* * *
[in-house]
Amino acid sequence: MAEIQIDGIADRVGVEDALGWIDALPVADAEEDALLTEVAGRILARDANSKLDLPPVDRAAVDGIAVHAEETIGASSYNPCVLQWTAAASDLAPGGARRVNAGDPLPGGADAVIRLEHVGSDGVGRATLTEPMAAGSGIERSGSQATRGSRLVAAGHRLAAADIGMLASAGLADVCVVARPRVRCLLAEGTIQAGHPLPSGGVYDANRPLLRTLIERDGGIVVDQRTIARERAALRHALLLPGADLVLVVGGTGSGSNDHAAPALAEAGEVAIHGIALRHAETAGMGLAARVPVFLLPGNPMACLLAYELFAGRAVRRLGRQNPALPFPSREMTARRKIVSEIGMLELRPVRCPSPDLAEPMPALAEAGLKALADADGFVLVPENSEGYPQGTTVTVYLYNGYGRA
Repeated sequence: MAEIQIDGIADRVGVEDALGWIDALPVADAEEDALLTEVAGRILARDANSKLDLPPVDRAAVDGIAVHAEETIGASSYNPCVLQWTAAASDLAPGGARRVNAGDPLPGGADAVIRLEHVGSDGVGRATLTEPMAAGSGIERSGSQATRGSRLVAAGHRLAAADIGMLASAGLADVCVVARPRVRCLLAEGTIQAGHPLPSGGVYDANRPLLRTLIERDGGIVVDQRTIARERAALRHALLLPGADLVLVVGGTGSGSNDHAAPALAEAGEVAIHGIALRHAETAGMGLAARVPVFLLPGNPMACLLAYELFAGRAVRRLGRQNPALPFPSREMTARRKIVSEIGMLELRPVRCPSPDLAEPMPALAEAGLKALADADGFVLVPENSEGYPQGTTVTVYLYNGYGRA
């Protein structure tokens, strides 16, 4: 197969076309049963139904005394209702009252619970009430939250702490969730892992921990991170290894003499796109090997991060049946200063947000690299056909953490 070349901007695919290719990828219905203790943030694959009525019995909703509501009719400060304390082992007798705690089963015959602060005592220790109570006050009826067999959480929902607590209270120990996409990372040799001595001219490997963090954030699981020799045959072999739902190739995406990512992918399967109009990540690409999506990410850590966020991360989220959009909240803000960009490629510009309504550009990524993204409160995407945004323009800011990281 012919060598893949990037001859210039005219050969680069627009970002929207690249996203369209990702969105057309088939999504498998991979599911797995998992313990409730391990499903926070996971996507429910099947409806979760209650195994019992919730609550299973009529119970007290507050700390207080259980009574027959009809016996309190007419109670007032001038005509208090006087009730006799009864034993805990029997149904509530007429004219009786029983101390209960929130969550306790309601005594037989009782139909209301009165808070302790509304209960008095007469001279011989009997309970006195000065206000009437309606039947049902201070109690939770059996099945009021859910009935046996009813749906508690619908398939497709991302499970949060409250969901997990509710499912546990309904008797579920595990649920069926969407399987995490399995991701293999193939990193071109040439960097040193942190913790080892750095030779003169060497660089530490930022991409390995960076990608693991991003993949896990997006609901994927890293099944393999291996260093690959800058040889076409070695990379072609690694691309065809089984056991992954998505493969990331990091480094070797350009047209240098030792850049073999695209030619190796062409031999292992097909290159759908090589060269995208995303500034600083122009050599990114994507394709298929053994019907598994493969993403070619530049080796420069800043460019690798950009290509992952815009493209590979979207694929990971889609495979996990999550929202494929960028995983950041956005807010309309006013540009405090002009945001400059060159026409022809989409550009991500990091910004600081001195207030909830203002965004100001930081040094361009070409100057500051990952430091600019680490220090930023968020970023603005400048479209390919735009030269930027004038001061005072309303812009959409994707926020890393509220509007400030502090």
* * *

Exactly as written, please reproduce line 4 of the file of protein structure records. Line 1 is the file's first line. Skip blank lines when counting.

């Protein structure tokens, strides 16, 4: 197969076309049963139904005394209702009252619970009430939250702490969730892992921990991170290894003499796109090997991060049946200063947000690299056909953490 070349901007695919290719990828219905203790943030694959009525019995909703509501009719400060304390082992007798705690089963015959602060005592220790109570006050009826067999959480929902607590209270120990996409990372040799001595001219490997963090954030699981020799045959072999739902190739995406990512992918399967109009990540690409999506990410850590966020991360989220959009909240803000960009490629510009309504550009990524993204409160995407945004323009800011990281 012919060598893949990037001859210039005219050969680069627009970002929207690249996203369209990702969105057309088939999504498998991979599911797995998992313990409730391990499903926070996971996507429910099947409806979760209650195994019992919730609550299973009529119970007290507050700390207080259980009574027959009809016996309190007419109670007032001038005509208090006087009730006799009864034993805990029997149904509530007429004219009786029983101390209960929130969550306790309601005594037989009782139909209301009165808070302790509304209960008095007469001279011989009997309970006195000065206000009437309606039947049902201070109690939770059996099945009021859910009935046996009813749906508690619908398939497709991302499970949060409250969901997990509710499912546990309904008797579920595990649920069926969407399987995490399995991701293999193939990193071109040439960097040193942190913790080892750095030779003169060497660089530490930022991409390995960076990608693991991003993949896990997006609901994927890293099944393999291996260093690959800058040889076409070695990379072609690694691309065809089984056991992954998505493969990331990091480094070797350009047209240098030792850049073999695209030619190796062409031999292992097909290159759908090589060269995208995303500034600083122009050599990114994507394709298929053994019907598994493969993403070619530049080796420069800043460019690798950009290509992952815009493209590979979207694929990971889609495979996990999550929202494929960028995983950041956005807010309309006013540009405090002009945001400059060159026409022809989409550009991500990091910004600081001195207030909830203002965004100001930081040094361009070409100057500051990952430091600019680490220090930023968020970023603005400048479209390919735009030269930027004038001061005072309303812009959409994707926020890393509220509007400030502090």